Tuesday, March 10, 2009

QRS Redux

On January 6, I conducted an in-service for fellow teachers on tech time-savers. I followed this up with a presentation called QRS (Quick-Rich-Simple) for the English Department. While in-services are now indefinitely on hold, I'd like to offer another QRS set in this post.

A Published Calendar I wonder if my tech-leery peers know how easy it is to publish a calendar and then link it to Moodle. I'm partial to iCal myself, but I am also familiar with Google Calendar , and it offers many of the same features. I have chosen iCal to provide all my work and personal calendars because...

1) It synchs all my computers as well as my iTouch. Like Google Calendar it thrives in the Cloud.

2) One can easily publish a calendar as an html. Consequently, I can make up a detailed calendar of class assignments, publish it, and then copy & paste to Moodle. Presto, the students can easily consult a calendar that is easily updatable.

Temporary Delicious Tags Ironically I have not exploited the social bookmarking feature of Delicious which has made it so popular. Nevertheless, it is a key feature of my daily computing life. The tag features combined with Firefox Toolbar allow me to place any set of bookmarks one click away. And here's a wonderful teaching application: Suppose that you are prepping for a day's lesson by doing some online research. As you find your charts, graphs, photos; mark them with a unique tag. Later, you access them as a group, edit, and then select pop them into your toolbar for class. If you wish, you can connect to a data projector and share them as you go through your lesson (and/or the kids can subscribe to this unique tag). I use this shortcut all the time in my social studies classes.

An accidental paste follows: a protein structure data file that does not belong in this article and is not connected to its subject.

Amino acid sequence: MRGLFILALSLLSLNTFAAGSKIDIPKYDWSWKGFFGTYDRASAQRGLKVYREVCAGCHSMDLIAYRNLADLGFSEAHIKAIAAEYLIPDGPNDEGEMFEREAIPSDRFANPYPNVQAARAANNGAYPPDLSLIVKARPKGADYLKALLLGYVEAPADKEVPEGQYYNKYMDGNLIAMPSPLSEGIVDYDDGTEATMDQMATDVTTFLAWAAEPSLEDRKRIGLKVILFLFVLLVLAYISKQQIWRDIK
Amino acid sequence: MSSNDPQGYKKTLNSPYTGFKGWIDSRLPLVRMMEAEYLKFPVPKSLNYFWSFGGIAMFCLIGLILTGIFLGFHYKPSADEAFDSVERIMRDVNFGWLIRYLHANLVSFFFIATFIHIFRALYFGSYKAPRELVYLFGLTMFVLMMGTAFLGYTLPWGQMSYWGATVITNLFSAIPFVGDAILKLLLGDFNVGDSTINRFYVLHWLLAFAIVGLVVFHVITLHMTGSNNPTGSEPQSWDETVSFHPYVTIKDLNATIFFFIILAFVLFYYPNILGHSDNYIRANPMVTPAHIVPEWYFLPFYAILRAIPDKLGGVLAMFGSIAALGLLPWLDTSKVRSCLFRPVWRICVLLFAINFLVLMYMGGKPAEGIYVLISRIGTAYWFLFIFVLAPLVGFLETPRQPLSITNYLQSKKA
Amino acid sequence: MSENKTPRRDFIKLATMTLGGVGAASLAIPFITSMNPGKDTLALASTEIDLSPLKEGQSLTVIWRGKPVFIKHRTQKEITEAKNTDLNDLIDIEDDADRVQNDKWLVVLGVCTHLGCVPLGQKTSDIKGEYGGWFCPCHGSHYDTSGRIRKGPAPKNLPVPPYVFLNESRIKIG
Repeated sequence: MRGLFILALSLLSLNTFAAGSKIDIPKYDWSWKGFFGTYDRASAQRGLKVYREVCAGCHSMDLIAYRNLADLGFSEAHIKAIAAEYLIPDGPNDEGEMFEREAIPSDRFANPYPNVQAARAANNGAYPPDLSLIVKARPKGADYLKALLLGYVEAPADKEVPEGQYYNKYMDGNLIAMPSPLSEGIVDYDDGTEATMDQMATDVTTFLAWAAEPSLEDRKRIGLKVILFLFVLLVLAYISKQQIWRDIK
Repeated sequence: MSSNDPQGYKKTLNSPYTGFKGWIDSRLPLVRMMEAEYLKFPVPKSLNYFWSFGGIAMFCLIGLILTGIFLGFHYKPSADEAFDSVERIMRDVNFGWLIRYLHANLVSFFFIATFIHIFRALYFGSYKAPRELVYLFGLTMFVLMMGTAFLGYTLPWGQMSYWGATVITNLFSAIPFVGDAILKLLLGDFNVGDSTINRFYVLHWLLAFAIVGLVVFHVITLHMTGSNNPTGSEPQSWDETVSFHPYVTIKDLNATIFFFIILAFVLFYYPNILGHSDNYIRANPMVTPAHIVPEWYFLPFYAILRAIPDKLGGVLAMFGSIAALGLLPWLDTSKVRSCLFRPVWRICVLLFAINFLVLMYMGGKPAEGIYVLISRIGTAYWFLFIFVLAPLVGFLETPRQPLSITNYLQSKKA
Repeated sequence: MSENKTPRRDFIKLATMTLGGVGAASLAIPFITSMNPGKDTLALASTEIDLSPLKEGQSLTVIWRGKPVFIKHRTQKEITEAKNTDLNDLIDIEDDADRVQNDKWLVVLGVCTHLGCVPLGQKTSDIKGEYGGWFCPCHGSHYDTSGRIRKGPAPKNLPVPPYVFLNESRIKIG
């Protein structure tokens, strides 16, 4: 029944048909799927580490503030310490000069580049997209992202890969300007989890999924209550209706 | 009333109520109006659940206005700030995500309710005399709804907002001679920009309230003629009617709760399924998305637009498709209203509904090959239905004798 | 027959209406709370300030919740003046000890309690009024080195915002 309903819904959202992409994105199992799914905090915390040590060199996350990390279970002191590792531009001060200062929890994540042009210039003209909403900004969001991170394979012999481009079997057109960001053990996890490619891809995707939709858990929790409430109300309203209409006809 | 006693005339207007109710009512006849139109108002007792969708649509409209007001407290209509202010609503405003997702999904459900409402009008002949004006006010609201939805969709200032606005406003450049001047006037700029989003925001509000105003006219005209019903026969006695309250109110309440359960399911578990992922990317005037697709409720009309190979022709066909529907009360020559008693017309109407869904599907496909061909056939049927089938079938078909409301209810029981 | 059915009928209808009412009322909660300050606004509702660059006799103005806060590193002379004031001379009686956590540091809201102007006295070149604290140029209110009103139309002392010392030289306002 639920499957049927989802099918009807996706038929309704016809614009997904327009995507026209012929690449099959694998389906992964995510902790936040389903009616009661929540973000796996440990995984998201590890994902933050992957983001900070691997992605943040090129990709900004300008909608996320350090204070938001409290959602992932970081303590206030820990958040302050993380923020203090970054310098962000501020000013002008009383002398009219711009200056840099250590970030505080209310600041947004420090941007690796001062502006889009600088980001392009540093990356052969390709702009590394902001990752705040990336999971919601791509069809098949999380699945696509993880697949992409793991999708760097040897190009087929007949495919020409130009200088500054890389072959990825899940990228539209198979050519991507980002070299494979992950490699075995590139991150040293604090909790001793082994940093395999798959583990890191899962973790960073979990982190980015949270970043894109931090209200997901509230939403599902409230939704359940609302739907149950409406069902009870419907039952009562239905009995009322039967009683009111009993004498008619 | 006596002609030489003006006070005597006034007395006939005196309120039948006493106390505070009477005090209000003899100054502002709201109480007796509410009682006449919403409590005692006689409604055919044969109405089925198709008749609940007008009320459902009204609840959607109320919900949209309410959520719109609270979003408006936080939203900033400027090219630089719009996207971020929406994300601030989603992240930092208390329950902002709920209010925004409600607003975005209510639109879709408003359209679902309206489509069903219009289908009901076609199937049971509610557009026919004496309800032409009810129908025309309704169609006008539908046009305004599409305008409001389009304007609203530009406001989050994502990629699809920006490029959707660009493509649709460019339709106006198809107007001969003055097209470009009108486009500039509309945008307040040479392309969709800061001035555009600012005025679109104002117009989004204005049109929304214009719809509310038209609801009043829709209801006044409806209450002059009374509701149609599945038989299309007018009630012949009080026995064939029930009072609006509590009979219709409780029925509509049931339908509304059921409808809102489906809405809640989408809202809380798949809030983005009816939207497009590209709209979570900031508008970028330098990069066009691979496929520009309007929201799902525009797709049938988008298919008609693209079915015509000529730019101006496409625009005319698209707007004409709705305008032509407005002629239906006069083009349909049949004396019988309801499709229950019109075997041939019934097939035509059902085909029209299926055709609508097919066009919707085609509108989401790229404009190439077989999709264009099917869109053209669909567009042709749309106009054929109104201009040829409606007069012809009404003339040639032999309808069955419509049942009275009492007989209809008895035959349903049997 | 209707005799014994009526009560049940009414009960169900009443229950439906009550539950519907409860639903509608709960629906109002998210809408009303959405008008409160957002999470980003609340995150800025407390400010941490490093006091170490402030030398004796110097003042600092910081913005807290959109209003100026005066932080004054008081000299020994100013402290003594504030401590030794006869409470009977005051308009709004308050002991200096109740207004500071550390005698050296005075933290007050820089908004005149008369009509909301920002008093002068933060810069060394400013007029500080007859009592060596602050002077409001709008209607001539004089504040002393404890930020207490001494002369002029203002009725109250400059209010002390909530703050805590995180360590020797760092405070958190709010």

iTunes University If you have not done so already, the next time you visit the iTunes Store, check out this marvelous collection of academic lectures. Choose your field, whether it is literature or mathematics and you will find something compelling from one of the world's greatest universities. By and large, these lectures are more suited for a college educated person like you than your students. But for your own edification or enjoyment, you can access them free of charge and then subscribe, download to iPod, or burn to CDs.

Would you like to share a QRS tip on my blog? Email me!

iTunes University screen capture with Preview, 2/27/09

1 comment:

Alison Kline-Kator said...

I've found Google calendar to be helpful this year - I like that I can have a separate calendar for each class and then embed those separate calendars for each individual section, but update it in a single place. I wish, though, that you could embed it as a widget into Moodle instead of having to create a link for students.

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